Factsheet: Welfare to Prisoners
Palestinians under occupation
Since the beginning of the Israeli occupation of the Palestinian territories in 1967, more than 800,000 Palestinians have been arrested or detained under Israeli military orders. This number comprises some 20 per cent of the total Palestinian population in the occupied territories and as much as 40 per cent of the total male Palestinian population. It also includes approximately 10,000 women imprisoned, as well as 8,000 Palestinian children arrested since 2000.
The vast majority of these people are ‘security prisoners’—people Israel deems as challenging the military occupation, including non-violent activists and those held without charge in ‘administrative detention.’
In accordance with articles 98 and 81 of the Fourth Geneva Convention, as an ‘Occupying Power’ Israel has a responsibility for the ‘occupied territory and its people, including the provision of maintenance for those dependent on detainees.’ Palestinian Basic Law (article 22) also considers the care of prisoners and their families to be a public obligation.
Palestinians impacted by the Israeli occupation, either by incarceration, injury or death, receive vital social welfare payments and prison canteen allowances from the Palestinian Authority.
To label people affected by the illegal Israeli occupation in these ways as ‘terrorists’ is victim-blaming at its most extreme.
Facts about the social welfare payments
- Palestinians in Israeli jails are given a canteen allowance by the Palestinian Authority to buy food and essential items. The payments are controlled by the Israeli Prison Authority. The money is deposited as credit in the prisoner’s name so they can buy goods from the prison canteen. The Palestinian Authority has no control over how this money is allocated.
- Families of Palestinians in Israeli jails are able to apply for monthly welfare payments due to the acute loss of income caused by imprisonment. Israel often denies family members of prisoners work and travel rights—stripping them of financial stability and forcing them to rely on the stipends.
- The benefits given to families take into account the years the spouse or dependent family member has spent in Israeli prison.
- Families of those killed by Israeli forces are given a minimum of US$350 a month, and smaller payments are made to those who have been injured by Israeli forces.
- Former prisoners are able to apply for payments if they are unable to gain other work, as Israeli restrictions on former security prisoners often significantly affect their capacity to secure work.
Attacks on these payments
- In violation of the Oslo Peace Accords, Israel has withheld US$4.6 billion in Palestinian tax revenue, which is the same annual amount the Palestinian Authority uses towards welfare payments to families and canteen allowances to prisoners.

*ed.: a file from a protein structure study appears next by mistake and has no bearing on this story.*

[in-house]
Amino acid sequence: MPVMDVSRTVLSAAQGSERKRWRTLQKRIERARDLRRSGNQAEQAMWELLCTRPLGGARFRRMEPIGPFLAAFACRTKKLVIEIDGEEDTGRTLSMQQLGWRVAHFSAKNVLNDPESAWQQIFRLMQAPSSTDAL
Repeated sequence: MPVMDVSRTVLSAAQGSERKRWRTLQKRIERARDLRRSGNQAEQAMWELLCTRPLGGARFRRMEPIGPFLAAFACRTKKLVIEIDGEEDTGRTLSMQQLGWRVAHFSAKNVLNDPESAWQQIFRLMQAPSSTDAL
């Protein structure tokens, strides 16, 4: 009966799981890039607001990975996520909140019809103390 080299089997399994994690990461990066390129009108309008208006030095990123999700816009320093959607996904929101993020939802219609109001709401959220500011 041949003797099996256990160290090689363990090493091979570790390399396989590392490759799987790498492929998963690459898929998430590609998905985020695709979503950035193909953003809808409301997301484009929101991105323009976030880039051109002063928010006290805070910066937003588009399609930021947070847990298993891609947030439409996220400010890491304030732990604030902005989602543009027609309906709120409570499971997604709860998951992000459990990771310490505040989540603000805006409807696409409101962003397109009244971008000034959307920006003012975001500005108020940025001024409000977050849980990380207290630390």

- According to the Middle East Policy Council, Israel defines any act of Palestinian resistance to occupation, including against occupied military forces, as an act of “terrorism.”
- In 2014, U.S. Department of State Assistant Secretary Anne Patterson testified before Congress that U.S. foreign aid to the PA is “extensively audited and reviewed” and is the “most extensively reviewed foreign assistance program we have on the planet.”
- These payments were set up with the support of donor countries in order to provide humanitarian assistance for Palestinian families who suffer from the economic loss of a breadwinner due to their imprisonment.
- Following the United States’ decision to cut aid to the Palestinian Authority, in 2019 the Australian government cut financial aid to the Palestinian Authority, claiming that Australia does not want to contribute to payments to Palestinian prisoners and their families.
Australia’s decision to end direct aid to the Palestinian Authority in 2019 was based on false assertions about payments to families of prisoners and payments to prisoners.
In comparison to Australia
- Families of people who are in prison commonly receive welfare payments, and a range of supports are offered through community and government organisations and not-for-profits; these include housing support, counselling, access to financial advisors, etc.
- People who are in prison are able to work for money through participation in work programs and prison programs, such as educational programs.
- “Victims of crime” schemes compensate people whose lives are significantly affected by violence or other crimes.
Updated December 2020